The signalling of an expanding Indian engagement with its strategic partners in Southeast Asia is evident through the continuous high level, and ministerial visits being undertaken. These partnerships built on a foundation of long historical and cultural ties have today expanded in its scope given the commonality of the multifaceted challenges faced by the nations in the region. Therefore, continuity of exchanges at the governmental, academic, and cultural level between India and its Southeast Asian neighbours are essential as they provide substance in shaping the emerging partnership. The Indian Prime Minister Narendra Modi, made a three nations Southeast Asia tour from May 29-June 2, 2018, which included Indonesia1, Malaysia and Singapore. These three nations are amongst India’s key strategic partners in the region. During the second leg of his visit the PM made a brief stopover in Kuala Lumpur, on May 31, 2018, where he met with the newly elected Prime Minister of Malaysia, Dr. Mahathir Mohammad. The Prime Minister’s then flew off Singapore for his official visit from May 31-June 2, at the invitation of Singapore’s PM Lee Hsien Loong.2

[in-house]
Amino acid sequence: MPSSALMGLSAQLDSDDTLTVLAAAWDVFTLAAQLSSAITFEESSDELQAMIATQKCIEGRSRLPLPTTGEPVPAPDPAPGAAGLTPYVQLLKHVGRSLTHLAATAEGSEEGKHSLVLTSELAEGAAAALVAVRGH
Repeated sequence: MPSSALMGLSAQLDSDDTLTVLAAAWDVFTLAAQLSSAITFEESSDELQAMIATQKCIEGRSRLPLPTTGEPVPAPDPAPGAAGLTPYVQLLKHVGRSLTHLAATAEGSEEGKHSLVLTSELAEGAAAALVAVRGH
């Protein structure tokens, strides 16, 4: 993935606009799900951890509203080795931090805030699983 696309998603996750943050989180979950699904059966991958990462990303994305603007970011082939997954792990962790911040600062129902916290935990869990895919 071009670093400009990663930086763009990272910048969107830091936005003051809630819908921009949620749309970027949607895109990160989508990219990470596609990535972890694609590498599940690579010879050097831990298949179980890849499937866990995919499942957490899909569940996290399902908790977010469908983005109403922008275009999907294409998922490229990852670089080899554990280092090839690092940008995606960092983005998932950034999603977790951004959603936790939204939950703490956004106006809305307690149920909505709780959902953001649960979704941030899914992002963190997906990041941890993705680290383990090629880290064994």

Both Malaysia and Singapore are very important partners for India as they are both India’s Strategic partners with whom we also share a robust economic relationship. Further, with the establishment of the Comprehensive Economic Cooperation Agreement (CECA) with both countries, it has further elevated the level of the economic engagement, making it the mainstay of the bilateral relationship. The figures below indicate the percentage of India’s trade with all the ten ASEAN States. In terms of India’s exports to the nations in ASEAN in 2016, Singapore has the highest share of 28 percent and Malaysia is at third position with a share of 16 percent. In terms of India’s import form the ASEAN States, Malaysia with 23 percent is the second largest after Indonesia, while Singapore with 18 percent is at the third position.